One of the biggest challenges for me since COVID-19 has been keeping my students engaged in reading. My position was created at the beginning of last school year, and as we built what is now our new Learning Commons, I worked hard to get students excited about the incoming collection of books and the ability to stop by and pick out whatever book they wanted. Shortly after our space opened, COVID became our new reality, and I tried to keep kids engaged with reading through our Academy Book Mobile and other initaitives. I knew all along though, that part of the appeal and excitement about our new space was being able to be browse the shelves. Unfortunately, it is something we just can’t safely offer at this time. So, I’ve been working on curating an eBook collection that students can safely peruse and reflects what they want to read, while…
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The start of a new year is a great time to set new goals, work on new projects, and begin advocating for libraries! Reaching out to share information about your library and voicing your opinions on legislation that impacts libraries can lead to tangible benefits in terms of funding and community support. However, getting started in advocacy often can feel intimidating and overwhelming. To help, Justin de la Cruz, Chair of the Committee on Library Advocacy, and Joe Thompson, Chair of the Committee on Legislation, have answered some questions you may have so you, too, can advocate like a pro!
Environment is the invisible hand that shapes human behavior. ~James Clear, Atomic Habits
In today’s new normal, we as a society are faced with the many challenges brought on by the Pandemic: Parents have adjusted to working from home. They’ve become teachers. Children have gone from learning in a classroom setting to their bedrooms; having physical movement to being stationary. Where they previously had social interactions with peers, they’re now often in silos watching a single screen throughout the day. After nearly a year of Covid-19, data proves that this has been no easy adjustment by any means. An article by Human Rights Watch outlines just how this disease has devastatingly impacted children around the world. Though what is also discussed are beneficial approaches to alleviate suffering. What I’d like to hone in on is how one organization provides help for the mental health of children due to the effects of Covid-19. Through the National Children’s Alliance , a new useful training is…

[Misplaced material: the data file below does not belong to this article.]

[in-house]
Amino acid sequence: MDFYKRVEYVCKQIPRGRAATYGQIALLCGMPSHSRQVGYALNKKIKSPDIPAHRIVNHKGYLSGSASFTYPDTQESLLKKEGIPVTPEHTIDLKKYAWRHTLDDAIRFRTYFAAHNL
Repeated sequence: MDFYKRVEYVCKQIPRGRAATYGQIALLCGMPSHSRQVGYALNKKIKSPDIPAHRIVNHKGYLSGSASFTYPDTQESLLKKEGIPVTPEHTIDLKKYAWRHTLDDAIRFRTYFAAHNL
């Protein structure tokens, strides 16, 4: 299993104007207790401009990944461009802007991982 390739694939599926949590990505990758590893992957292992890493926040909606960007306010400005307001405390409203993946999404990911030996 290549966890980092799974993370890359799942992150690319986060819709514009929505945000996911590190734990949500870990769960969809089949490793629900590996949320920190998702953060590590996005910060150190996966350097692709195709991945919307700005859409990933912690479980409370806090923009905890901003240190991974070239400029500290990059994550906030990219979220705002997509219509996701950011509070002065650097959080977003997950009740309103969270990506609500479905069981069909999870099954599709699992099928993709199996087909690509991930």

I have always had the tendency to apply idioms and proverbial phrasing to the “bumps in the road” encountered while human-ing (I also make verbs out of lots of things). It is one of the ways I’m able to persist in difficult times and have had to rely heavily on this during a year where words like “challenging,” “chaotic,” and “concerning” are all surface level descriptors of 2020, a truly transformative year. Yes, I mean transformative.
How has your collection development changed due to COVID? This is the question I’m hearing asked from lots of librarians around the country right now. Are you facing budget cuts? Have you shifted collection funds to digital materials instead of print? Are you ordering as many new books as you normally would? Do you even have space for all the new stuff with reduced traffic in your buildings and lower circulation? Let’s talk about it; I would love to hear!
We have survived an exhausting year, one that I can barely remember and that will also never forget. You all have been amazing finding ways to connect to your communities and with each other and I just want to say thank you so much. It is with great pride that I stand as president of this division, and with six months remaining in my term, I am committed to ensuring ALSC remains inclusive, financially stable, and in tune with the needs of library professionals serving children everywhere.